On April 8, the California Department of Financial Protection and Innovation (DFPI) filed a cross-complaint against a Chicago-based FinTech company alleging that as the “true lender” of consumer installment loans, it is subject to and also violated the Californian Financing Laws (CFL) by making loans in excess of the CFL 36% rate cap and that the FinTech violated the California Consumer Financial Protection Law (CCFPL) by offering and collecting on loans with rates exceeding the rate cap. The cross-complaint was filed in response to a complaint filed by the Fintech company in March to prevent the DFPI from applying California usury law to loans made through its partnership with a state-chartered bank located in Utah (we discussed this complaint in a previous blog post here).
The DFPI argues that the FinTech, and not the bank, is the true lender based on the substance of the transaction and in consideration of the totality of the circumstances where the primary determining factor is which entity has the predominant economic interest in the transaction. The DFPI alleges that the FinTech hold the predominant economic interest because it:
Purchases between 95 to 98 percent of the receivable for each loan originated;
Insulates the bank from essentially any credit risk by creating a guaranteed secondary market that the bank can “sell” its loans in order to recoup its funds;
Performs all the functions of a traditional lender because it alone offers the relevant installment loans through its website;
Is responsible for all marketing in association with the relevant loans, including the use of search engine optimization, email remarketing, and referrals;
Performs underwriting for consumer who apply for the relevant loans on its website; and
Undertakes the servicing obligations of the loans, including collecting all interest and principal payments made on the loans.
In addition, the DFPI is advancing a somewhat novel unfair, deceptive, and abusive act or practice (UDAAP) claim against the FinTech under California’s recently enacted CCPL as an alternative theory of liability. Specifically, the DFPI alleges that even if the FinTech is not the true lender under California law, the FinTech is nonetheless a service provider that is assisting a bank to offer unlawful financial products designed, among other things, to evade California’s usury limitations.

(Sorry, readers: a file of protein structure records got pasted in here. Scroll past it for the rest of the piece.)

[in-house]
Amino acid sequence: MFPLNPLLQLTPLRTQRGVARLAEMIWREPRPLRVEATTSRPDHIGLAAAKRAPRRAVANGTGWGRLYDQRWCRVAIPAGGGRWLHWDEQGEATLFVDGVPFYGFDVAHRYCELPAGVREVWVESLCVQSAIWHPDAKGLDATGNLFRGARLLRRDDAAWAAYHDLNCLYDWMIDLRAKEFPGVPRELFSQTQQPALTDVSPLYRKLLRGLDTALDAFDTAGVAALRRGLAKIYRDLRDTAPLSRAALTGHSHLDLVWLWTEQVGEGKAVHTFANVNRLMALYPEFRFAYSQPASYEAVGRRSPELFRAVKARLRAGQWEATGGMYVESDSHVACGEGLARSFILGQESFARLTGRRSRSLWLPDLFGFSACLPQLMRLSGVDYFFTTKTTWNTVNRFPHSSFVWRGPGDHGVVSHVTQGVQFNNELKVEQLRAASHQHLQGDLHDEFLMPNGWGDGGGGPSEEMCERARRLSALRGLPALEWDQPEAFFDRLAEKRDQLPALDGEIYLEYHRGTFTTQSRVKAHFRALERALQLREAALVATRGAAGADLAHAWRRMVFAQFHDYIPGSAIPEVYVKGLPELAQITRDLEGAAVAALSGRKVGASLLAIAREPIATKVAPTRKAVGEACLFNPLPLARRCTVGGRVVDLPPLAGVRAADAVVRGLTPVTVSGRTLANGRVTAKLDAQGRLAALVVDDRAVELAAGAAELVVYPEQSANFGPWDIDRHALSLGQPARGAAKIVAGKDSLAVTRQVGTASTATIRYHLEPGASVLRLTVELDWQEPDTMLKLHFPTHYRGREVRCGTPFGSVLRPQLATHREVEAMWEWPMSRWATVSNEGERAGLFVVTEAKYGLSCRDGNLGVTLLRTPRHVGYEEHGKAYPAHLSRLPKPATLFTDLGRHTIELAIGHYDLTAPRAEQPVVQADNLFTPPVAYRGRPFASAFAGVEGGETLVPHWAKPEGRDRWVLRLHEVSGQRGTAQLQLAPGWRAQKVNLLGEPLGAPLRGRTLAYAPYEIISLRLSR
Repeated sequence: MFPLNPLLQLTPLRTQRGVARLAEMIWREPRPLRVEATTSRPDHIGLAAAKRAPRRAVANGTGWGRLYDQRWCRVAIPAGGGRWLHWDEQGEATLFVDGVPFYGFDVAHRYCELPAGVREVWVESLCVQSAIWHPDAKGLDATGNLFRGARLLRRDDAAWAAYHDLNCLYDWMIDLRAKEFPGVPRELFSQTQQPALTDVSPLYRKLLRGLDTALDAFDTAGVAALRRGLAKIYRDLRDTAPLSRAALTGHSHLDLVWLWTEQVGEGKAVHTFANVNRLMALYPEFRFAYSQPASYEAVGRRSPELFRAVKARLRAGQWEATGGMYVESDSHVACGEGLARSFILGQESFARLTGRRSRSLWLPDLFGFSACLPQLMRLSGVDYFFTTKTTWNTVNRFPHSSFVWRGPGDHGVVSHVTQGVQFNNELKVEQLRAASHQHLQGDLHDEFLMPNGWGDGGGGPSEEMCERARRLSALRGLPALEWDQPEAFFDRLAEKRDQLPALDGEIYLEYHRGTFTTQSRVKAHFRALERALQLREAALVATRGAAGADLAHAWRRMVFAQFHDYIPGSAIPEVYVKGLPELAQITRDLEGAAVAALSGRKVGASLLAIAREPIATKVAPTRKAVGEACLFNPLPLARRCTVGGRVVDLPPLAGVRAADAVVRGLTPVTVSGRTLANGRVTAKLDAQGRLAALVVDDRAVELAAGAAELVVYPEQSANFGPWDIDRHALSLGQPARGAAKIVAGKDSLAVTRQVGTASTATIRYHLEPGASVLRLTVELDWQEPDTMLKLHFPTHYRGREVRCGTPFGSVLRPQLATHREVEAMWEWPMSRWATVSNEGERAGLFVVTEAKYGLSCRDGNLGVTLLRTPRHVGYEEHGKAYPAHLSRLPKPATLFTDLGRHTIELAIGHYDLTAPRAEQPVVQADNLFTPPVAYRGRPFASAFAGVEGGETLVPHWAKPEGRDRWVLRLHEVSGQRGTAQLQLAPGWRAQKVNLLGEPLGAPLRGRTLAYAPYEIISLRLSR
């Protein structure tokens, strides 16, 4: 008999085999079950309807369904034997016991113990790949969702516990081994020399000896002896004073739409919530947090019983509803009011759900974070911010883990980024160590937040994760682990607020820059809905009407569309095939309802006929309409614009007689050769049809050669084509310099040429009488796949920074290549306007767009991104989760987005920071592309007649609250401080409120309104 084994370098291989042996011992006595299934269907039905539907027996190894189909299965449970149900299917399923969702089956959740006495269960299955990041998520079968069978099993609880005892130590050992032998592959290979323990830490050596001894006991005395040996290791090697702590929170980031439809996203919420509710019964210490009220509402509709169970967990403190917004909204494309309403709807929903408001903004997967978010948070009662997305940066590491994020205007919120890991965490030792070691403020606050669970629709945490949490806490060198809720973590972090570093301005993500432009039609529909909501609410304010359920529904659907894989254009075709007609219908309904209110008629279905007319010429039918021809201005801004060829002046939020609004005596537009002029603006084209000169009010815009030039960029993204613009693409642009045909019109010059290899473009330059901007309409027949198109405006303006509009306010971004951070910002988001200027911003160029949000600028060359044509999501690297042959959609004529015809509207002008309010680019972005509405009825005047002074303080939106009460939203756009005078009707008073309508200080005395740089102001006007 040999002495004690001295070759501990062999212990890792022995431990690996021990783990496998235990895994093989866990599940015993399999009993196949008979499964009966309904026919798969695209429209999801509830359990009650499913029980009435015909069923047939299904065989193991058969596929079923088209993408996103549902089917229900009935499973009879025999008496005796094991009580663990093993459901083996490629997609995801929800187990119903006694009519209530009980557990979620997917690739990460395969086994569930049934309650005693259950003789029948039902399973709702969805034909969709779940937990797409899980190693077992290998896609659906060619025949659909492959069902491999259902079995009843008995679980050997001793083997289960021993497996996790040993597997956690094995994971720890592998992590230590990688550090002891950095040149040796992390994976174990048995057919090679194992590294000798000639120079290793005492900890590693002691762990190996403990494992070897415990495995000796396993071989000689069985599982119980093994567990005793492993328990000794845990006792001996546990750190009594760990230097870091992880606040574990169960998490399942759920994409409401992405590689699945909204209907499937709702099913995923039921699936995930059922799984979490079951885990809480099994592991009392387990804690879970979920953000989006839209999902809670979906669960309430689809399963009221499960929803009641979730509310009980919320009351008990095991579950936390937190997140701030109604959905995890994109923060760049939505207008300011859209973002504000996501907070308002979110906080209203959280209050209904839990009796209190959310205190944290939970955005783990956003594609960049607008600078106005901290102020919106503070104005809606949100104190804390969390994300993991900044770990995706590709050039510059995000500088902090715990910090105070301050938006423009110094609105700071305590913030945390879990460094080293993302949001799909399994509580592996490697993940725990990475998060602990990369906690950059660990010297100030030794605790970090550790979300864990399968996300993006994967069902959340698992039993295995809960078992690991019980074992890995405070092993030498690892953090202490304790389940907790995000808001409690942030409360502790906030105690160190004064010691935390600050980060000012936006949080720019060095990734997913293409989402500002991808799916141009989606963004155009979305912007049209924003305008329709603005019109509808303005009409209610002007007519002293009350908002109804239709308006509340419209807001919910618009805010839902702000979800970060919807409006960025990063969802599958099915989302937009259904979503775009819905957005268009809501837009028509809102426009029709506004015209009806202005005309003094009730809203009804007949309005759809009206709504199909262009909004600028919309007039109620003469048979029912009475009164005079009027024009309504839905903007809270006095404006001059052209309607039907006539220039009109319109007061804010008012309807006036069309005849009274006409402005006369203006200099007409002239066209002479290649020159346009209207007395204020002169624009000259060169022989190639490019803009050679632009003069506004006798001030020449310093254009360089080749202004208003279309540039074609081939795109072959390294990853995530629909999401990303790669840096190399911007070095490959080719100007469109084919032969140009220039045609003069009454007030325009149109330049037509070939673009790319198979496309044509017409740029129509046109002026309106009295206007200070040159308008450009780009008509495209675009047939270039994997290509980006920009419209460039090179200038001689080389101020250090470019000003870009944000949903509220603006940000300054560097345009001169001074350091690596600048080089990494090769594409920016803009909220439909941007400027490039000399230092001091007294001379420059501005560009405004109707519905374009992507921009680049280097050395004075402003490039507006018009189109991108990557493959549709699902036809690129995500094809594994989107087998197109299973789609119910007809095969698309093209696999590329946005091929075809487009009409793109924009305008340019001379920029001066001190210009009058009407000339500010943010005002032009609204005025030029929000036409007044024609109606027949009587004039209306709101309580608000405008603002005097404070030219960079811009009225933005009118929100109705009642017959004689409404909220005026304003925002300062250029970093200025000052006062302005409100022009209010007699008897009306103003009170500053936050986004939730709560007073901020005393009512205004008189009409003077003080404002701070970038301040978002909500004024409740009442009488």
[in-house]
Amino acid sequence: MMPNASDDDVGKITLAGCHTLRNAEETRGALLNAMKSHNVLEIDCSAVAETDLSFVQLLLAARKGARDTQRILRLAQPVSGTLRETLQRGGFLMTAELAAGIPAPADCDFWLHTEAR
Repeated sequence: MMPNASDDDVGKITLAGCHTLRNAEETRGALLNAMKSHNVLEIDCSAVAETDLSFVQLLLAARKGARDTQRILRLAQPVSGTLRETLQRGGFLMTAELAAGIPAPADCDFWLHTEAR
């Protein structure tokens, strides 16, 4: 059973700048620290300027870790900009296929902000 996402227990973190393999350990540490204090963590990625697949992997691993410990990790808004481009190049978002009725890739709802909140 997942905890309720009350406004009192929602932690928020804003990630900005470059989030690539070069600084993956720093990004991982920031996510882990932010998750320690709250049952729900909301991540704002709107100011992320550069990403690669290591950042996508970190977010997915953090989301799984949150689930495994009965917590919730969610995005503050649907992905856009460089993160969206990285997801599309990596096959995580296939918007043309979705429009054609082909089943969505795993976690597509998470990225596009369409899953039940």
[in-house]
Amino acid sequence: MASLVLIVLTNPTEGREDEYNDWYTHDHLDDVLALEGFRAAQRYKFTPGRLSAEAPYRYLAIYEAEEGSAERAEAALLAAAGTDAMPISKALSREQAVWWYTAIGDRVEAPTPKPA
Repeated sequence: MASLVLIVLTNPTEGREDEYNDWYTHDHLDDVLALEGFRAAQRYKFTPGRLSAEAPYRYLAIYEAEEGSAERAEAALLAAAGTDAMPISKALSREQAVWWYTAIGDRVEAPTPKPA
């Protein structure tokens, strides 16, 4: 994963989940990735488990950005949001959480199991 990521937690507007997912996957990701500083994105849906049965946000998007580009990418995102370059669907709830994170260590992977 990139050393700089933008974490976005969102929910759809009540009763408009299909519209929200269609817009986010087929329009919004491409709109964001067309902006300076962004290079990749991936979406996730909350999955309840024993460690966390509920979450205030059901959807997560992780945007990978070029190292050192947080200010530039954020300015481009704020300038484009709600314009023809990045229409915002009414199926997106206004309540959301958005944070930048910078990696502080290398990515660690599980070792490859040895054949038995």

Among other relief, the DFPI seeks (i) an injunction permanently barring the FinTech from collecting on the relevant loans, (ii) a declaration that the relevant loans are void, (iii) an order requiring the FinTech to make restitution to all impacted borrowers; (iv) an order requiring the removal of any negative credit reporting relating to the relevant loans, and (v) the FinTech’s payment of “penalties of $2,500 for each and every violation of the CFL, in an amount of at least $100 million.”
Putting It Into Practice: The DFPI’s complaint is part of a continuing trend whereby attacks on bank partnerships have argued that the nonbank partner is the “true lender” (we have previously discussed this trend in prior blog posts here). The addition of an alternative UDAAP theory of liability is, among other legal challenges, likely to test the limits of federal preemption principles that allow banks to export interest rates.
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National Law Review, Volume XII, Number 119